Day 26. Visual Storytelling: INFOGRAPHICS
Charting our Chosen Families ❤️
Helllllooooo GUT friends.
Before we launch in, one important note:
A few of you have asked, “What happens after the 30 days?” So glad you asked. Good news: WE KEEP GOING. The regular, non-30-day GUT operates very much like the 30-day GUT, but instead of every day, we do this once a week. Every Sunday I send out a lesson/reflection and a drawing prompt, then everyone shares their drawing and supports one another in a weekly chat. Same fun art and community, a slightly slower pace. The other main difference is we get visits from amazing artists and authors (past guests include artist Maira Kalman, illustrators Julia Rothman and, musician of the Decemberists, author Gretchen Rubin…) and do things like art material reviews and rec’s, and even the occasional LIVE GUT GATHERING via Zoom…. So as we wrap up this 30 days, rest assured, our beloved GUT community is here to stay. We have so much to look forward to.
On Sunday I’ll share more about wrapping up our 30-days, as well as a special announcement about a LIVE GUT GATHERING... ❤️
Alright now back to our regularly scheduled 30-Day Drawing dispatch.
Who you calling “weak”??
So many of you were outraged by the term “weak ties” in yesterday’s Single Panel Stories lesson and assignment. Friends! Don’t shoot the messenger! I didn’t make up the term, I just quote the scientists. I agree with you! Scientists should not be the ones naming issues of the heart. There were some great alt language suggestions, “casual friendships” was one. I like “loose connections” a lot. If you all want to suggest more, I am more than happy to submit preferred words to the scientists for consideration.
FWIW, I think we can all agree that the kind of friendships we are forming in the GUT are the opposite of weak. We may be at a distance, but the network of support the GUT offers is STRONG. Life-changing, even. Personally, I prefer the term “GUT Ties.”
Alright, let’s get on to today. Let’s get to doing some DATA.
Day 26. INFOGRAPHICS: Chosen Family Web
You know how accountants say they can read someone’s life stories in their bookkeeping numbers? I think that’s so cool. And SO BORING. I could never look at a spreadsheet and see anything more than digits. HOWEVER. Translate those numbers into diagrams, and I am captivated. The practice of using charts and diagrams to represent information and data is called, generally “Data Visualization”, or “Infographics.” And I LOVE making infographics.
Generally speaking, my infographics use classic charts and diagrams to answer the huge, impossible, existential questions. Like, “Should I check my email?”
(The answer is usually no.)
Or, “Whit Kind of Birthday Greeting Should I use?
Or, “How does any change happen?”
Or, “Isn’t easier to just be alone?”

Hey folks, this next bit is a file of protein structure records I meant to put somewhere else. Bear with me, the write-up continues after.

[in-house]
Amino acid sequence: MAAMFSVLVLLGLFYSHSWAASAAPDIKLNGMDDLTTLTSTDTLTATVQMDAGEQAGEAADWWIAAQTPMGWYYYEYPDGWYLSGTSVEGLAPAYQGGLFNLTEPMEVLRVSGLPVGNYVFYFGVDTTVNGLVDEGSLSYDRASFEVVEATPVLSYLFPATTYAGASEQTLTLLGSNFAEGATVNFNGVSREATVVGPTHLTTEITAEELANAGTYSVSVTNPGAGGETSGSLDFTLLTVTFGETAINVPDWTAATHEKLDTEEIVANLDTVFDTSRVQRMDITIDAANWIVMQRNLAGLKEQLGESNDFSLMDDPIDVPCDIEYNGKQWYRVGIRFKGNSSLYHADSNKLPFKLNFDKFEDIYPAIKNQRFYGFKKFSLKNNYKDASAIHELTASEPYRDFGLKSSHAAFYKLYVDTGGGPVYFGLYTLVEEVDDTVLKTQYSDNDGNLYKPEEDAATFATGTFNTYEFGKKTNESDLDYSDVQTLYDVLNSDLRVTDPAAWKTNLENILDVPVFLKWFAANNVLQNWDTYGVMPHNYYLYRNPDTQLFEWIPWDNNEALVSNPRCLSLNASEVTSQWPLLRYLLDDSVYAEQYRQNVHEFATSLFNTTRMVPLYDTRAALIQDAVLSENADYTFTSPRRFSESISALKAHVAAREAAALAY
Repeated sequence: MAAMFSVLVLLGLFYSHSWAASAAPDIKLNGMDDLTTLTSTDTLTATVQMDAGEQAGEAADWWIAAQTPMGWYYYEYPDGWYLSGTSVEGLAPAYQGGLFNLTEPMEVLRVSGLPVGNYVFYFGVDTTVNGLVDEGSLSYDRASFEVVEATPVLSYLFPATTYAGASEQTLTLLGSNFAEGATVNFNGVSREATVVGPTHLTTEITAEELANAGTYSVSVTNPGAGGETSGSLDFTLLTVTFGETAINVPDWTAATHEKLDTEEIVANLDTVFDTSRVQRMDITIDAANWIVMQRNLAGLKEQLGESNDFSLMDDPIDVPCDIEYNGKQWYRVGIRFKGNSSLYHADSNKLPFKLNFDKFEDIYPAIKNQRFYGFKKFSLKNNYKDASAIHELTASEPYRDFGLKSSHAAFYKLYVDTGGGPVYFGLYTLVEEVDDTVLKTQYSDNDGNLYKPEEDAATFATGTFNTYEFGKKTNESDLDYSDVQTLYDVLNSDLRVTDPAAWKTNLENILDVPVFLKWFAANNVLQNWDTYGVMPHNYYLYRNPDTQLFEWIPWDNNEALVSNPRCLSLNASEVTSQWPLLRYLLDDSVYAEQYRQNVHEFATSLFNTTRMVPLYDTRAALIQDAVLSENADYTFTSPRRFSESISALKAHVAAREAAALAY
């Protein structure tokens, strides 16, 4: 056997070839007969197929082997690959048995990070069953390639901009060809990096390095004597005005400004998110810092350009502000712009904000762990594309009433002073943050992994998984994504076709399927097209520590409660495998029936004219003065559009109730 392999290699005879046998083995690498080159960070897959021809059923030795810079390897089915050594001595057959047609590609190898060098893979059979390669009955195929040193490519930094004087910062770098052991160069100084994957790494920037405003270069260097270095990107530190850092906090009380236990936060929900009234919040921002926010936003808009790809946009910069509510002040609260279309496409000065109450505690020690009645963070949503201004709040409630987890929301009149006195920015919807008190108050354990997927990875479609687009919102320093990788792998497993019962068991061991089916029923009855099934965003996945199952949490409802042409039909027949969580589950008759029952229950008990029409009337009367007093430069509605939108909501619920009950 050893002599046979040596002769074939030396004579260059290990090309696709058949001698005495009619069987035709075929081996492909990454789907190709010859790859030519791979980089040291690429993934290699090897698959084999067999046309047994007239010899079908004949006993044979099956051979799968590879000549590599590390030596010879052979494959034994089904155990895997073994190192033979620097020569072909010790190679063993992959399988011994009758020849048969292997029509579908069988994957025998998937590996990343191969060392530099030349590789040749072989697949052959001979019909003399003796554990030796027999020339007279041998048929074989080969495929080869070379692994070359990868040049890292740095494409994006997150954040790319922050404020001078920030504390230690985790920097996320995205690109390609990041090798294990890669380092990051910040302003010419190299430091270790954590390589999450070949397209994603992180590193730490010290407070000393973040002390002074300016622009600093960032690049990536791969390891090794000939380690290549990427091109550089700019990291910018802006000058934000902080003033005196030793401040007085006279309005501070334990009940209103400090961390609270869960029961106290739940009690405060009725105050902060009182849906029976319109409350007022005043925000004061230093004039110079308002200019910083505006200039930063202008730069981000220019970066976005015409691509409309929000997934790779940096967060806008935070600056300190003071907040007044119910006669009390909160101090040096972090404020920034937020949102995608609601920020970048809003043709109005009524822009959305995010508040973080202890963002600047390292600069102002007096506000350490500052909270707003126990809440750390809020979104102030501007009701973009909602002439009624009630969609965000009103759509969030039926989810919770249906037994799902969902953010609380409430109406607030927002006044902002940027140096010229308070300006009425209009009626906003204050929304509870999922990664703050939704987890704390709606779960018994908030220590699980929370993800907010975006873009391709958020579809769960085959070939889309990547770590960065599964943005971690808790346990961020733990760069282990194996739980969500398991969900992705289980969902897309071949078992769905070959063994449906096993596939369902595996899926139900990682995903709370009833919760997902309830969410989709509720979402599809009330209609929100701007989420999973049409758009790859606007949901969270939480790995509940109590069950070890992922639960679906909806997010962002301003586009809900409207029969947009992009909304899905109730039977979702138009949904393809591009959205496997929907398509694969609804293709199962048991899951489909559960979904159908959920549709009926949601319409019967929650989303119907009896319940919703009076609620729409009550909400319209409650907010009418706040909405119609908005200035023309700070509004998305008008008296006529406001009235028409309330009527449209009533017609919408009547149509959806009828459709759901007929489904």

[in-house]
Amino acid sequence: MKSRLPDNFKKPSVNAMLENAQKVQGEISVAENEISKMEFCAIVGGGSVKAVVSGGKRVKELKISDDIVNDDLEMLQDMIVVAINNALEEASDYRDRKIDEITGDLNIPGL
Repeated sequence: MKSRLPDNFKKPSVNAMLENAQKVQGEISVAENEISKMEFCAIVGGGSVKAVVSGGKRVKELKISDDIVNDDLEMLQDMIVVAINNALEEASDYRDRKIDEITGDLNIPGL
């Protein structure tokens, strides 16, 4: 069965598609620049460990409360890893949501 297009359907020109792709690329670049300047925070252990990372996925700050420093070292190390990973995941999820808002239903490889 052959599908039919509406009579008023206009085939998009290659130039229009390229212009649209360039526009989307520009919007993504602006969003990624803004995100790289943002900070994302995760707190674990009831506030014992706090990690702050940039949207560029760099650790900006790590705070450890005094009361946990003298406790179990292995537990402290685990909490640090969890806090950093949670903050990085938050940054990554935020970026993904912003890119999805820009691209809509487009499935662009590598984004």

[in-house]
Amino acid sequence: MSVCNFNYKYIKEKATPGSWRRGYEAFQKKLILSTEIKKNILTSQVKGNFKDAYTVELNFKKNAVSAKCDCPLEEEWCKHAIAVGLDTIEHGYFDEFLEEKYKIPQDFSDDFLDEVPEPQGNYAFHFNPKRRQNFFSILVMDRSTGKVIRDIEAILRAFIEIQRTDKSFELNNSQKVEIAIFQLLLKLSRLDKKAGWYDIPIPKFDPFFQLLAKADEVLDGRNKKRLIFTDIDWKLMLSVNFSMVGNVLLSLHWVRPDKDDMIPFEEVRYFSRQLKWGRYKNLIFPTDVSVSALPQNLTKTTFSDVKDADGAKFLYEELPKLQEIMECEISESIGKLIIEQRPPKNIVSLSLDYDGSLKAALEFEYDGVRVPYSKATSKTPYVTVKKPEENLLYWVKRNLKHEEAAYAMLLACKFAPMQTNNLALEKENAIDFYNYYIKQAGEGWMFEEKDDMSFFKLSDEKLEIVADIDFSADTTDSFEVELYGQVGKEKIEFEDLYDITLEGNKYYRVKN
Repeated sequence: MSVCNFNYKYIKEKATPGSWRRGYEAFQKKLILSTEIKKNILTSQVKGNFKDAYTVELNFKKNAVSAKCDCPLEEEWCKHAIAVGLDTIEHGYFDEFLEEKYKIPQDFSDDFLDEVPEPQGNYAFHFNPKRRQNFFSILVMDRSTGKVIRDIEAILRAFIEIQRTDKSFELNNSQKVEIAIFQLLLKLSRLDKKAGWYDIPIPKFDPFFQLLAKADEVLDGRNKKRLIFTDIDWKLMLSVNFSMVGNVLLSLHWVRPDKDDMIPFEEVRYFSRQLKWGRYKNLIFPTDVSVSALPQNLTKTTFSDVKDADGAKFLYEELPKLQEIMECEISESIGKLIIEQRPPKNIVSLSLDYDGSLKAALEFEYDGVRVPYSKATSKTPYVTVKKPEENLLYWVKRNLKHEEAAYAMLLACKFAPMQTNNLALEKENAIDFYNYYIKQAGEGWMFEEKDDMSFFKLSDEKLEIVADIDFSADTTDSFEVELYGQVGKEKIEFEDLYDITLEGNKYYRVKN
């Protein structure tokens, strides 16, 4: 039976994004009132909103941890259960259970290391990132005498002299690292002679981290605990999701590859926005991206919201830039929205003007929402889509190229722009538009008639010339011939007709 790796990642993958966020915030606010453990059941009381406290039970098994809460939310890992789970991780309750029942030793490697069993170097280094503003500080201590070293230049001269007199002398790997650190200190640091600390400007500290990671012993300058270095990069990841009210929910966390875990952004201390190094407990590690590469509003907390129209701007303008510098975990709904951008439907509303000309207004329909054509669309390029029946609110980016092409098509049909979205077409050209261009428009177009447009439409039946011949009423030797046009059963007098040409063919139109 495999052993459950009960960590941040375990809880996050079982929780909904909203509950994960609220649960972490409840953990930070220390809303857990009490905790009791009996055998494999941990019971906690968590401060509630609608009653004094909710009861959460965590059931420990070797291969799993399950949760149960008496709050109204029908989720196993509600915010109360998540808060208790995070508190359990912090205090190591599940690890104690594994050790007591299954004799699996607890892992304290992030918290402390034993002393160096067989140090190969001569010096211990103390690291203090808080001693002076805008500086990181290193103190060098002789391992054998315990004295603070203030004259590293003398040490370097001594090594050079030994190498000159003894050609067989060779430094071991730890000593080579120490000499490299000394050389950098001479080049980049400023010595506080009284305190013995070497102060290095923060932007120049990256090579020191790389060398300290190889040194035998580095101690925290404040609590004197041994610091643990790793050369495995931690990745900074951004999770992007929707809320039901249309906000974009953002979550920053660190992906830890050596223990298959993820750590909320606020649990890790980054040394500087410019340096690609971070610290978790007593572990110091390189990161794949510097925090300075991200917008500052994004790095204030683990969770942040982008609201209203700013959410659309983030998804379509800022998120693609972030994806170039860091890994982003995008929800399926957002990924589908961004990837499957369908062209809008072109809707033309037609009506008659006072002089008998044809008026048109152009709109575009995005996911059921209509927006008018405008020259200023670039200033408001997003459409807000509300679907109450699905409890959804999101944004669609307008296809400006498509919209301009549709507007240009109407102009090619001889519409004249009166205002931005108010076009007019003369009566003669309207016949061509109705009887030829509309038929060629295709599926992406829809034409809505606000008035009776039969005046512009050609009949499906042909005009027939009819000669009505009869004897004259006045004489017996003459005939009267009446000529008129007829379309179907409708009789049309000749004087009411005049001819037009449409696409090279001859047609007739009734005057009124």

Or, “Wendy Can you make a Venn diagram to describe your artwork?”
Or maybe, “What kind of Acid should I used to cook with it?”
And, finally, “What is life?”
Yea, infographics can do a lot.
Like many artists, I think with my hands. Making hand-drawn diagrams helps me work out information spatially. Using my hands to create simple visual charts like the ones above enables me take overwhelming information and make it make sense - it feels more manageable, more simple. And not only to me, but to viewers, too. It makes data more human.
Hand-drawn infographics make overwhelming information manageable and, more important, human.
They are also a lot of fun to make.
Some other great hand-made chart makers include: the queen of data visualization Georgia Lupi, whose project Dear Data, created in collaboration with Stefanie Posavec, is one of my all-time favorite data vis projects. Georgia also recently published this epic, stunning, devastating data-visualization essay in New York Times “1,374 Days: My Life with Long Covid.” (Love you, Georgia!) And of course there’s journalistclassic pie charts which she has been making since 2010 (Hi Ann!) And Michelle Rial, who cleverly integrates actual 3-D objects into her hand-drawn charts and I love them. Christoph Neimann has been known to make GREAT hand-drawn charts, too and published a bunch in his book Abstract City. THE LIST GOES ON.
And today friends, YOU are going to join that list.
Because today, WE are making hand-drawing infographics.
Fresh, organic, artisanal, hand-drawn infographics, straight from your brain through your hand to the page.
Today we are thinking with our hands.
But it’s fun, don’t worry.
And because this is the GUT, it’s going to be about care and feelings. And community. And love. I gotta be me. We gotta be we.
Yesterday we drew a single panel story about an interaction with a stranger that felt like a real, even if small, connection. That was a deep dive into on the “loose connections” that contribute to our well-being. Today we are doing the opposite. We are creating a general diagram of our strongest connections.
Today we are drawing our chosen family trees. But these aren’t trees, no way. I love a tree, don’t get me wrong, but when we apply them to our family structure, they are limited. The model they follow is hierarchical, patriarchal, linear and only includes genetic relationships.
And that is not the kind of family system I want to cultivate, personally. I am interested in growing a family that is more inclusive, interconnected, and creative. The shape of my family system is less lke a tree, and more like a…. web. Or a Net.
What we are going to diagram today are webs of support and care.
Let’s do it.